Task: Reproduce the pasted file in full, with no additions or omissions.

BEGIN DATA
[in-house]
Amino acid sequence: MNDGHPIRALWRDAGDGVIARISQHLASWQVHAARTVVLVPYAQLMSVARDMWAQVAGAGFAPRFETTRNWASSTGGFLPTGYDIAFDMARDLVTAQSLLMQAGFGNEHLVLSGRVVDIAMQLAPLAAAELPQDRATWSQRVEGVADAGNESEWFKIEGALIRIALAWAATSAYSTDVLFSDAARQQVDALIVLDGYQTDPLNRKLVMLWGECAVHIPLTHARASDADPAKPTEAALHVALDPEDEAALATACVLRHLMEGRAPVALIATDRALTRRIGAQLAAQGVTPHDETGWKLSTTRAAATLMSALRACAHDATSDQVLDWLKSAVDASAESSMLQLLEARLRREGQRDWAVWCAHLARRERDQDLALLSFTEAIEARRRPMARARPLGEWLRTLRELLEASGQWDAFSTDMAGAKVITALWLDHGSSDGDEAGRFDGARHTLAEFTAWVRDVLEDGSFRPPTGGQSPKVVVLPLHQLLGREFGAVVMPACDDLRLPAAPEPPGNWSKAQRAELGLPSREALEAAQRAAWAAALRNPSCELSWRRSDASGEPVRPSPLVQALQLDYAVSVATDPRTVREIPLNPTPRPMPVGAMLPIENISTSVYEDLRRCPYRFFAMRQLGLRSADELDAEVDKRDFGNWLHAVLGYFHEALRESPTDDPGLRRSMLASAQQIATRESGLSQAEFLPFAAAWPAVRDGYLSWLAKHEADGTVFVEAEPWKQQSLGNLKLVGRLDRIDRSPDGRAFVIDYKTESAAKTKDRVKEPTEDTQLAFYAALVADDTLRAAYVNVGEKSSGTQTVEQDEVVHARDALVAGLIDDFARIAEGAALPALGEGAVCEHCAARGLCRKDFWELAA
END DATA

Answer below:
[in-house]
Amino acid sequence: MNDGHPIRALWRDAGDGVIARISQHLASWQVHAARTVVLVPYAQLMSVARDMWAQVAGAGFAPRFETTRNWASSTGGFLPTGYDIAFDMARDLVTAQSLLMQAGFGNEHLVLSGRVVDIAMQLAPLAAAELPQDRATWSQRVEGVADAGNESEWFKIEGALIRIALAWAATSAYSTDVLFSDAARQQVDALIVLDGYQTDPLNRKLVMLWGECAVHIPLTHARASDADPAKPTEAALHVALDPEDEAALATACVLRHLMEGRAPVALIATDRALTRRIGAQLAAQGVTPHDETGWKLSTTRAAATLMSALRACAHDATSDQVLDWLKSAVDASAESSMLQLLEARLRREGQRDWAVWCAHLARRERDQDLALLSFTEAIEARRRPMARARPLGEWLRTLRELLEASGQWDAFSTDMAGAKVITALWLDHGSSDGDEAGRFDGARHTLAEFTAWVRDVLEDGSFRPPTGGQSPKVVVLPLHQLLGREFGAVVMPACDDLRLPAAPEPPGNWSKAQRAELGLPSREALEAAQRAAWAAALRNPSCELSWRRSDASGEPVRPSPLVQALQLDYAVSVATDPRTVREIPLNPTPRPMPVGAMLPIENISTSVYEDLRRCPYRFFAMRQLGLRSADELDAEVDKRDFGNWLHAVLGYFHEALRESPTDDPGLRRSMLASAQQIATRESGLSQAEFLPFAAAWPAVRDGYLSWLAKHEADGTVFVEAEPWKQQSLGNLKLVGRLDRIDRSPDGRAFVIDYKTESAAKTKDRVKEPTEDTQLAFYAALVADDTLRAAYVNVGEKSSGTQTVEQDEVVHARDALVAGLIDDFARIAEGAALPALGEGAVCEHCAARGLCRKDFWELAA